Which data storage method will be the next to die?

Illustration for article titled Which data storage method will be the next to die?

The world is full of weird and obsolete old data storage forms, and they're a huge problem for archivists and libraries. The changing types of data storage are a particularly large thorn in the side of libraries catering to the preservation of the written word in the early decades of the digital age, like the University of Texas' Harry Ransom Center.

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Regardless of your age, you have watched several data storage forms come into use and then disappear. Which forms in use now will be obsolete by 2020? Vote below in our poll — but first, here's a rundown of some of the data storage formats that have already gone to the great punch-card reader in the sky.

Illustration for article titled Which data storage method will be the next to die?
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The obsolete workhorses

An early form of the punch-card came into widespread during the 1890 United States Census, with the data storage form surviving for decades, and playing a role during the Manhattan project (Richard Feynman headed up the human computer group using IBM punch cards). A series of coordinate holes in a sheet of cardboard, these cards only held a few kilobytes of data per stack.

Floppy discs, initially eight inches in diameter before shrinking to 5 1/4 and later 3 1/2 inches, survived four decades of use. Inserting one side of a floppy to begin playing Oregon Trail on my elementary school's Apple II, then flipping the disk over to get the other 113.75 kilobytes of goodness before our computer class ended became the highlight of every week. Thanks to their reasonably sturdy form and robust capacity, floppy discs prevailed for years and overcame multiple format and size changes.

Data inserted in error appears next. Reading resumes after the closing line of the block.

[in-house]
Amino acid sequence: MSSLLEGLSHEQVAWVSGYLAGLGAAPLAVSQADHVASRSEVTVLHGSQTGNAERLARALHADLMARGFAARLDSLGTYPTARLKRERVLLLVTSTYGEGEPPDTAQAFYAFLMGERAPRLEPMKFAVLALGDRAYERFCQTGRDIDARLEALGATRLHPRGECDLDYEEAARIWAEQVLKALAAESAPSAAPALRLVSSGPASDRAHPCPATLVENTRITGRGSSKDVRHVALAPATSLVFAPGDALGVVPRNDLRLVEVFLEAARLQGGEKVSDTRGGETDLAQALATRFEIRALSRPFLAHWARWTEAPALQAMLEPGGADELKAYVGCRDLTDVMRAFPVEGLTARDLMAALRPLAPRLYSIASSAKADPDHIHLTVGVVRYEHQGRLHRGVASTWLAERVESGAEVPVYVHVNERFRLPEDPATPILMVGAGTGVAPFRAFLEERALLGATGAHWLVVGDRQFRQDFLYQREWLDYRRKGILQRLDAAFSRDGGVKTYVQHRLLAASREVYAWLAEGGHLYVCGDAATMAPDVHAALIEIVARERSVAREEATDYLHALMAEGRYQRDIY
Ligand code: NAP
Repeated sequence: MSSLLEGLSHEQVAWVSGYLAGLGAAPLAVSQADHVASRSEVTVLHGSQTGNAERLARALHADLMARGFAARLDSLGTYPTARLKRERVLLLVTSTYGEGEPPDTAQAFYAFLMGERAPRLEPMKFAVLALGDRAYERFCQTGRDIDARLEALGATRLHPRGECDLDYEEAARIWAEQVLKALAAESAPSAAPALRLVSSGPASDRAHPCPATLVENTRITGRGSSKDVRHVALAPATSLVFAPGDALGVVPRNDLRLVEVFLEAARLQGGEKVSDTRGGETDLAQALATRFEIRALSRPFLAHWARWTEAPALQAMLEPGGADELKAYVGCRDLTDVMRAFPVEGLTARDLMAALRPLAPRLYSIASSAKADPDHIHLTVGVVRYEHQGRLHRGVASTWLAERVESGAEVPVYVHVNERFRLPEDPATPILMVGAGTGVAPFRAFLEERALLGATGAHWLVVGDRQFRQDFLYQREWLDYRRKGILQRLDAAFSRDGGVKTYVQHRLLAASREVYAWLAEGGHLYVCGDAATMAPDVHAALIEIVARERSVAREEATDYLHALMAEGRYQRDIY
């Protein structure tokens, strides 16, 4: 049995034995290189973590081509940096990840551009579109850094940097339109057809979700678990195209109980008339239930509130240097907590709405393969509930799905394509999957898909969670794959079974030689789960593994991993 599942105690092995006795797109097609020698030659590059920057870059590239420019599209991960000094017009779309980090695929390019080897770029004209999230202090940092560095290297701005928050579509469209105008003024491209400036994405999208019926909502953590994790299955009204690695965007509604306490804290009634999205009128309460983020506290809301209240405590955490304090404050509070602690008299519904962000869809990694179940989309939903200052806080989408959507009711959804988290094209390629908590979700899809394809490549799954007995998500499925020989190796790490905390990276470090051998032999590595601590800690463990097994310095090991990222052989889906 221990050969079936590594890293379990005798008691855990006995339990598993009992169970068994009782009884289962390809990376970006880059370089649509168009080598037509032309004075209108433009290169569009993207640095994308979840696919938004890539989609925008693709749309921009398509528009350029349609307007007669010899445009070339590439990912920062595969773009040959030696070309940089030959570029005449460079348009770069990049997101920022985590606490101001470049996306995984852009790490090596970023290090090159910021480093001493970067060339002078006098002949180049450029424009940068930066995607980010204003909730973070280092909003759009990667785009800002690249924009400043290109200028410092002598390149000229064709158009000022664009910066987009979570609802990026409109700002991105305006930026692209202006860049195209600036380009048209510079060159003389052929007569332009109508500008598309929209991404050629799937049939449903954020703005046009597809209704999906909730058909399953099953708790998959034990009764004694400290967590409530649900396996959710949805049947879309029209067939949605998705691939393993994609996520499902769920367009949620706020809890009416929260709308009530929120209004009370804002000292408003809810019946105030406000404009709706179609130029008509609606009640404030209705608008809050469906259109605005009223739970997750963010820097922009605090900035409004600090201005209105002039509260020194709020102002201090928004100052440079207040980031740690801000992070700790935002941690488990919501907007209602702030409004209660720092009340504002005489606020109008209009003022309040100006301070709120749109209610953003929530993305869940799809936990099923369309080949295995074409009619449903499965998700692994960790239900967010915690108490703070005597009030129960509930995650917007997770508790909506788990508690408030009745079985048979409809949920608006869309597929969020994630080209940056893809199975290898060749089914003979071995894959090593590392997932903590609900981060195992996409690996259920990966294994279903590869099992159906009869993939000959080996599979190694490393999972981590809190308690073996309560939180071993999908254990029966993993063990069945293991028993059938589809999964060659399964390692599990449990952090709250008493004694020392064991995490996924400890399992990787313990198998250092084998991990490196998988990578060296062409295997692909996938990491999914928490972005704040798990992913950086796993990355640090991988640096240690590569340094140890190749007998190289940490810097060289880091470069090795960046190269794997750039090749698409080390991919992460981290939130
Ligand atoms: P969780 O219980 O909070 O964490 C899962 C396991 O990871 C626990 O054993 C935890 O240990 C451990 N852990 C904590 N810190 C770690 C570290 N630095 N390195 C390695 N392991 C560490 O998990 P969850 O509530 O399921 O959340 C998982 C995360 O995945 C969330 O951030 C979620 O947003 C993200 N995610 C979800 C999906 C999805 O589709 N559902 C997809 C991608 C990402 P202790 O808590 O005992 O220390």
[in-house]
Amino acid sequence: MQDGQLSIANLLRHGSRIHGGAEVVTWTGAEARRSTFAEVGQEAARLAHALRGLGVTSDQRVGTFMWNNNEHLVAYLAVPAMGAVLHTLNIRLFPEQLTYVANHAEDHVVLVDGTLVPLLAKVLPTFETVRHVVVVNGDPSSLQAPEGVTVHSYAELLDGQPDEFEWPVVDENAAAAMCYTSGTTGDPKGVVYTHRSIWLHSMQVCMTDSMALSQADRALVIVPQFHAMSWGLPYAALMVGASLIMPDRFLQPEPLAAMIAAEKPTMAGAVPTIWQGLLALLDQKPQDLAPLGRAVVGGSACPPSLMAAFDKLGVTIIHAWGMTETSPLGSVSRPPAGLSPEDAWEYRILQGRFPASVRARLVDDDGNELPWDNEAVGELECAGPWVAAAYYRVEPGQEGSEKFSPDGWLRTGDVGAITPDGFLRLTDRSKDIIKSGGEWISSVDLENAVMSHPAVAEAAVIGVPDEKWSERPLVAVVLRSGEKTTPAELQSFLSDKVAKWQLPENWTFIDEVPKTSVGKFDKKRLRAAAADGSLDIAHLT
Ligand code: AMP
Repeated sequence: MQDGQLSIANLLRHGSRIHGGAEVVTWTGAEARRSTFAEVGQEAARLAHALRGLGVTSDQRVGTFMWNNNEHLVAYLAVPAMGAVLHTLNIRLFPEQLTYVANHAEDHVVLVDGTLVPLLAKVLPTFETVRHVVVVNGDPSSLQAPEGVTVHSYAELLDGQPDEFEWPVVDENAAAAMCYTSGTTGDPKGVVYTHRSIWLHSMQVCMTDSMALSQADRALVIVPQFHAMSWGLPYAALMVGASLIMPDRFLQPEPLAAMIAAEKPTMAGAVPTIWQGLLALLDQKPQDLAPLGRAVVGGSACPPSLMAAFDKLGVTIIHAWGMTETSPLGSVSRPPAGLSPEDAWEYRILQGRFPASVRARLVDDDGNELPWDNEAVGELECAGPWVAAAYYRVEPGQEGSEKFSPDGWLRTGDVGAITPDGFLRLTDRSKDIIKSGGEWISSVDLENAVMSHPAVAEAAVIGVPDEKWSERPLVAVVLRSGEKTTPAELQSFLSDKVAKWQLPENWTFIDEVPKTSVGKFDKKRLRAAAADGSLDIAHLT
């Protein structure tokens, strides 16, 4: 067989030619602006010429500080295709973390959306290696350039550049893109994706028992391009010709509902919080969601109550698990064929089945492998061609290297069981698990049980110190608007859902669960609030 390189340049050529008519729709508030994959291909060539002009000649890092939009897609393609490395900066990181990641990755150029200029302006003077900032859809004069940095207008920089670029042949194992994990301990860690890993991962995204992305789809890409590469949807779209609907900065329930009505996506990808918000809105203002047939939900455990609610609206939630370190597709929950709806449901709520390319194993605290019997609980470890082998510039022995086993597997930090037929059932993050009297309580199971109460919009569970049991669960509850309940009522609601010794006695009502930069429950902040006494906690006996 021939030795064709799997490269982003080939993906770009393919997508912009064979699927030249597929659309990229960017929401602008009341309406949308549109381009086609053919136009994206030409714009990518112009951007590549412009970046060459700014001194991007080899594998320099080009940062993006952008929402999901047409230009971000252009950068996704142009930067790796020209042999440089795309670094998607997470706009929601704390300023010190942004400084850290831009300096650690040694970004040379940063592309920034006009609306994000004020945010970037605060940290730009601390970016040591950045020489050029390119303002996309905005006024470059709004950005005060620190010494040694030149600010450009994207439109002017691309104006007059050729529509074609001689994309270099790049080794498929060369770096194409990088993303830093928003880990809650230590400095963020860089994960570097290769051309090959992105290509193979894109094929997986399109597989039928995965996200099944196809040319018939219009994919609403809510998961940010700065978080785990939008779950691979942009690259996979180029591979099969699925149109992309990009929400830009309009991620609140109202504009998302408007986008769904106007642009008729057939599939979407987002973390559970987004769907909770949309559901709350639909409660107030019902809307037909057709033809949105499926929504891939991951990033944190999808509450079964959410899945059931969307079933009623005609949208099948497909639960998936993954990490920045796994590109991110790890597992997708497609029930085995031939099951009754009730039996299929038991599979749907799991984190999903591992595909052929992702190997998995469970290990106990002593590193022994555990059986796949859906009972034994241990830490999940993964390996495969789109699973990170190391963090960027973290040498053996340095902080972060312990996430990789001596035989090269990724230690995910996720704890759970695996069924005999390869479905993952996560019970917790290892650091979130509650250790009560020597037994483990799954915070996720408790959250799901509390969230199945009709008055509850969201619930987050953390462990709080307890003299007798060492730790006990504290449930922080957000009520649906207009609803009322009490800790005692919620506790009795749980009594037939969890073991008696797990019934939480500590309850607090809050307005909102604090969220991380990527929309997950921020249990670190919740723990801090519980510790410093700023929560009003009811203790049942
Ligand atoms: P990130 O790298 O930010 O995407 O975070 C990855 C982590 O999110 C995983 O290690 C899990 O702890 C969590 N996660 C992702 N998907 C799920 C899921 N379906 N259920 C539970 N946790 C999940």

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The first nail in the coffin of the floppy disc came with 1998 release of the iMac. No longer needed thanks to the adoption of CD-Rom storage, the iMac lacked an internal floppy drive.

By 2003, floppy drives and their now tiny 1.44 MB capacity became relegated to the world of storage devices demanding an external peripheral drive, with floppies practically extinct in current day-to-day use.

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Damned from birth

The SuperDisk and the Zip Disk based their size and shape roughly off of existing flopping discs, but allowed for increased data capacity. At the same time, using either disc required the purchase of a pricey new piece of hardware. The death-knell of these expanded capacity floppy discs came with additional iterations of Zip Drives and Zip Disks, with each higher capacity version requiring yet another piece of hardware for use, while posing backwards compatibility issues.

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Illustration for article titled Which data storage method will be the next to die?

MiniDiscs became the device of choice for proto-hipsters, with my college roommate swearing by them until blank MiniDiscs could no longer be found at the local Best Buy. Not a conventional data storage medium, MiniDiscs concentrated on entering the retail music market.

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The MiniDisc ultimately failed to penetrate the market, since it required the purchase of a new (and expensive) player, while a comparable data storage form, the compact disc, already existed and controlled most of the market share. Sony became the developer of several damned forms of media in the late 1990s/early 2000s, including the UMD and the "currently on its deathbed" Sony Memory Stick.